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Consumer behaviors, perceptions around dietary fiber

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Manufacturers have an opportunity to provide innovative products that deliver fiber, as well as communicating to consumers the myriad reasons they should want more fiber in their diets.

Dietary fiber, also referred to as roughage or bulk, is the structural part of plant foods (such as grains, fruits or vegetables) that the human body cannot break down or digest. Instead, fiber passes through the body undigested.

The two basic types of fiber are:

Soluble fiber, which dissolves in water and forms a gummy gel-like substance that can slow down the movement of food from the stomach to the intestine.

Insoluble fiber, which does not dissolve in water. Rather, it holds onto water, which helps move food through the digestive system where it can help regulate intestinal issues.

A diet rich in fiber is associated with many potential benefits and may serve to reduce the risk of several health concerns. On the flip side, a fiber deficiency can negatively affect health in numerous ways by increasing the possibility of various issues.

How much fiber is enough?

A “Fiber Fact Sheet” article on the International Food Information Council (IFIC) website noted the adequate intake (AI) level for fiber recommends adults under age 50 consume about 25 grams (for women) to 38 grams (for men) of total fiber per day. As people age, their fiber requirements decrease, and the recommendation is reduced to 21 grams for women and 30 grams for men over age 70. Most Americans, however, are fiber deficient and get only about 15 grams a day, but they appear to be aware of this problem and are concerned about it.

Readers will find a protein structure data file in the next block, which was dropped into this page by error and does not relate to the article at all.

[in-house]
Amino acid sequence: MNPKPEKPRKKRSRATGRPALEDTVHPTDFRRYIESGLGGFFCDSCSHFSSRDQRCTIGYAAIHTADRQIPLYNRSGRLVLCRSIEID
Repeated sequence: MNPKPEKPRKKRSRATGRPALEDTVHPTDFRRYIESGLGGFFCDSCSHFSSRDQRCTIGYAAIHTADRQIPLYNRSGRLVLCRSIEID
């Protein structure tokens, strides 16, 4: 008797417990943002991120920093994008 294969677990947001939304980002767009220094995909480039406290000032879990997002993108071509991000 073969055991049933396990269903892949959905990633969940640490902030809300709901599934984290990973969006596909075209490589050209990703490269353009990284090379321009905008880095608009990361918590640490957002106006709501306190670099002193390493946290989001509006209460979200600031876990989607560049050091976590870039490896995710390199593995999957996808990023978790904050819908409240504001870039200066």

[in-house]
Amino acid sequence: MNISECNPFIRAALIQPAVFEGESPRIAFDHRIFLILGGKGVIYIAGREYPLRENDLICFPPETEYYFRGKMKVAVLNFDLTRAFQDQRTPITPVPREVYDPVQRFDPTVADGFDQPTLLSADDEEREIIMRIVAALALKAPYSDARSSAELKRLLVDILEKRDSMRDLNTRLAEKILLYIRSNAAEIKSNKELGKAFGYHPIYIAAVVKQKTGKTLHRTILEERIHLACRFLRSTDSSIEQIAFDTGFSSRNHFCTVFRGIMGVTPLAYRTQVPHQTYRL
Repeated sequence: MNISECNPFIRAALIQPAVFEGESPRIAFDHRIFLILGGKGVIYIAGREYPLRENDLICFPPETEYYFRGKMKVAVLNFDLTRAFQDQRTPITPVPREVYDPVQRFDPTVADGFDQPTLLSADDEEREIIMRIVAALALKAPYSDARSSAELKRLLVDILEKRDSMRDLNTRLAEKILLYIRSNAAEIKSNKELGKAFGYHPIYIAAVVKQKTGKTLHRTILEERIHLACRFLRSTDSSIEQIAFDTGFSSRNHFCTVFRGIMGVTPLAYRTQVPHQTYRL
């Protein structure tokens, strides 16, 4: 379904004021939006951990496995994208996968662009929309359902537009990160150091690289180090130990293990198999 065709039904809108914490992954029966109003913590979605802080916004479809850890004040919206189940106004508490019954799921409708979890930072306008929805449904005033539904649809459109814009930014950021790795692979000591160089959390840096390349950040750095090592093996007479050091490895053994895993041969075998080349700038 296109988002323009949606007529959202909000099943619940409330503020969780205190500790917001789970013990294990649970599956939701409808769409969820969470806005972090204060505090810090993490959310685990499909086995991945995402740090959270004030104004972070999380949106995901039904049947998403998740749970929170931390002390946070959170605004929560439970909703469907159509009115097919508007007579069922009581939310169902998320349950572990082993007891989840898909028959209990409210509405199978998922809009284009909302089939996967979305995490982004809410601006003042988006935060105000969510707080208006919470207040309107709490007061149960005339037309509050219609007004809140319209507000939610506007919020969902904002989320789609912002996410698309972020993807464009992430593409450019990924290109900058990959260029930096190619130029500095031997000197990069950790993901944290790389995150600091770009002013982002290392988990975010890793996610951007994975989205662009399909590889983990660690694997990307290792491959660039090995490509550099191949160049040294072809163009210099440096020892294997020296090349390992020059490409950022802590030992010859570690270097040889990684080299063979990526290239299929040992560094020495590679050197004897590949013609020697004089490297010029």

The annual Health & Wellness Trends Database (HWTD) from Natural Marketing Institute (NMI) highlights consumers’ attitudes and behaviors toward a wide array of issues related to trends in foods and beverage usage. The most recent data shows that while most of the general population has used high-fiber foods in the past year, and about one-quarter have actually increased their fiber intake, many still feel their diets are deficient in this regard.

How to get more dietary fiber

The best sources of fiber include fresh fruits and vegetables, whole grains, nuts and legumes. Because the amount of soluble and insoluble fiber varies in different types of foods, it’s important for consumers to eat a wide variety of high-fiber options.

Determining how much fiber content is in foods and beverages can often be determined by reading the Nutrition Facts label. NMI research shows consumers are referring to package label information: 3 in 10 said information on the label has “a lot” of influence on their purchase of healthy products. In fact, one-quarter specifically cited fiber content as one of the items they check most often when reading the labels of packaged foods and beverages.

FiberFacts.org notes a product must contain at least 5 grams of fiber to be labeled as high in fiber. It is important that manufacturers be clear about product fiber content, whether on the Nutritional Facts label or highlighted on the front of package. Consumers are looking.

Despite all the seemingly easy ways to identify and incorporate fiber into diets, a notable minority of people—including NMI’s two most health-focused “well beings” and “food actives” groups—believe their diets are deficient in fiber. Interestingly, these same consumers also feel that their diets are lacking in fresh fruits and vegetables as well as whole grains, products that are key sources of fiber. Manufacturers have an opportunity to provide innovative products that deliver fiber, as well as communicating to consumers the myriad reasons they should want more fiber in their diets.

The “Functional fiber gets friendlier” digital magazine contains the full version of this article. Access it, and additional exclusive content, via the link.

Frank Preta has over 30 years of national and global corporate intelligence, market research, business development and management experience. Currently, he is a market research director at The Natural Marketing Institute (NMI), a strategic marketing consultancy and research firm specializing in whole living and the wellness market. Preta excels in customer engagement and focuses on formulating marketing and sales strategies for his clients. For more information on the company’s services or proprietary research tools, contact [email protected]

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